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Encapsulating e-mails for usability and spam protection


Having spam is something we as developers, must deal with daily, avoiding spam is a must that we should keep in mind in all our projects. The usual method of hiding an e-mail is to wrap it up with words like at and dot, this is a trend but when it comes to usability versus spam-fighting, users could get confused. Using the e-mail generation method of eZ Publish combined with jQuery leads us to a safer html code that will avoid further more e-mail-spam-grabbers and will bring up usability in our projects. Developers will gain protection for e-mails and users will rely on well written e-mail sequences.


Pre-requisites and target population

To understand this tutorial you will need a basic knowledge of jQuery (www.jquery.com) and knowledge on how to configure .ini files in an eZ Publish installation.


Step 1 : Setting up template.ini.append.php

Recently I wanted to make e-mail addresses "uncatchable" at a site to avoid crawlers that collect them, a solution was to configure sitesettings/your-site/template.ini.append.php and add under [WashSettings] the following:

# Replacements strings for the . and @ in an email
# Used to display emails in a way that SPAM engines
# cannot fetch automatically
EmailDotText= [punto] 
EmailAtText= [@]

Adding such definitions e-mail addresses become something like "myname [@] domain [punto] com", you can also change it to the conventional "at" and "dot".

Hint: You can leave spaces before and after each definition “ [punto] ” or “ [@] ” to achieve spaces within the e-mail sequence

The code generated as html by eZ Publish looks something like this:

<a href="mailto:myname@domain.com">myname [@] domain [punto] com</a>

This kind of sequence for an e-mail addresses is not always a straight-forward solution. Avoiding the mailto also keeps crawlers away, so with some jQuery code we can obtain a more interesting approach. You can still let the eZ Publish kernel handle the e-mail address generation but this time surrounded by the <div> that jQuery code will then handle later on when the page has loaded.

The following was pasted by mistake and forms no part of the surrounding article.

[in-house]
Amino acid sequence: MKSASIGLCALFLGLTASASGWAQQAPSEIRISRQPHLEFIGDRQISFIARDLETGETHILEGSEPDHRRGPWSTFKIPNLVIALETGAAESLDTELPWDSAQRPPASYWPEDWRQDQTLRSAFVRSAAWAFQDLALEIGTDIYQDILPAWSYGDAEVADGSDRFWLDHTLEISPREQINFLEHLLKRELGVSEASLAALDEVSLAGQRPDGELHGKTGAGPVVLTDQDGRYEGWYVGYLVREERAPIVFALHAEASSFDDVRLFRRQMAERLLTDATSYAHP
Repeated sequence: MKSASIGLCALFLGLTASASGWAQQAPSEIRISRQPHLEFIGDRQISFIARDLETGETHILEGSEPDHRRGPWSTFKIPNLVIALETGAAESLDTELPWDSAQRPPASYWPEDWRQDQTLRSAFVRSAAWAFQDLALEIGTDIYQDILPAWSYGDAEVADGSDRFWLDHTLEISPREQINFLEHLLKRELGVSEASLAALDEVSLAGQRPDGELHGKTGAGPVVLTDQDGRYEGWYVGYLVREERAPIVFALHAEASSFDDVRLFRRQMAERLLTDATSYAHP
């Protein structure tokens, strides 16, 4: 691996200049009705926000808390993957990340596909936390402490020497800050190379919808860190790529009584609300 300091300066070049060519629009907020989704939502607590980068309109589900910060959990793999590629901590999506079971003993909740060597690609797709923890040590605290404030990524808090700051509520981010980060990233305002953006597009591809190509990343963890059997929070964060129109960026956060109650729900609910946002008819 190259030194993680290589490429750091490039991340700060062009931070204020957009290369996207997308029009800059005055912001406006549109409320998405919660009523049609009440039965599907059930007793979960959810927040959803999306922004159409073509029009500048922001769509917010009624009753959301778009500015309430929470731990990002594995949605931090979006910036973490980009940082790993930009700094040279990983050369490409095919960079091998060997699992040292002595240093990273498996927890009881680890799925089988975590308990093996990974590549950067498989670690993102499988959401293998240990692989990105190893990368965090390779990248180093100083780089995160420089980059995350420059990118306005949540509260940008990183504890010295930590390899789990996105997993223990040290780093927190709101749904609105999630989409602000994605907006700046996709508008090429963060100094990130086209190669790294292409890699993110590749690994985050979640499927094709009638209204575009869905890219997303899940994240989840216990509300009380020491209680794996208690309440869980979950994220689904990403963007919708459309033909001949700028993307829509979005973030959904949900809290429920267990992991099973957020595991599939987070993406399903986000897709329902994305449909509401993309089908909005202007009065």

An example of template code :


Will generate something like this:

myname [@] domain [punto] com

Wrapped around the div and adding an id, this will become:

<div id="mail">myname [@] domain [punto] com</div>

Step 2 : Adding usability using jQuery

Enabling jQuery at an eZPublish project can be done by activating the eZ JS Core certified extension as you would with any extension in eZ Publish. For more information, see http://doc.ez.no/Extensions/eZ-JS-Core/. You could also add the jQuery JS code in your pagelayout (visit www.jquery.com).

The jQuery code that deals with the <div> is:

<script type="text/javascript">
                //scrambles mails with [@] and [punto]                
                var spt = $('div#mail');
                var at = " [@] ";
                var dot =" [punto] ";
                var addr = $(spt).text().replace(at,"@").replace(dot,".");
                $(spt).after( '<a href="mailto:' + addr + '" title="Send an email">' +  addr + '</a>' ).hover( 
                           window.status = "Send a letter!";

You can also add within the js code some eZ code that fetches from the template.ini the values of EmailDotText and EmailAtText so whenever you change the definition at the .ini the jQuery works as well.

Once the jQuery runs you get a nicer and understandable e-mail "myname@domain.com" at the frontend site with its own “mailto” once you hover over the link, but this time crawlers will not see it at all as the code is not understandable for them, as for users they will get the well-known e-mail addresses sequence as it should always be.



Developers make projects for users, but not all of them have the knowledge enough to understand scrambled e-mail address sequences that should be interpreted as simple e-mails sequences and thus trust and click them. Usability is a must in the development of a project. In this tutorial we have learned how to achieve better code to protect our users from spam and an understandable e-mail address sequence for our users. Happy developer, happy user!



This tutorial is available for offline reading :
Jorge Estevez - Encapsulating e-mails for usability and spam protection - PDF Version


About the author : Jorge Estévez Rams

Jorge Estévez Rams is using eZ Publish since eZ Systems was founded; he leads a web development group in Havana, Cuba (www.elfosdesign.com).



This work is licensed under the Creative Commons – Share Alike license ( http://creativecommons.org/licenses/by-sa/3.0 ).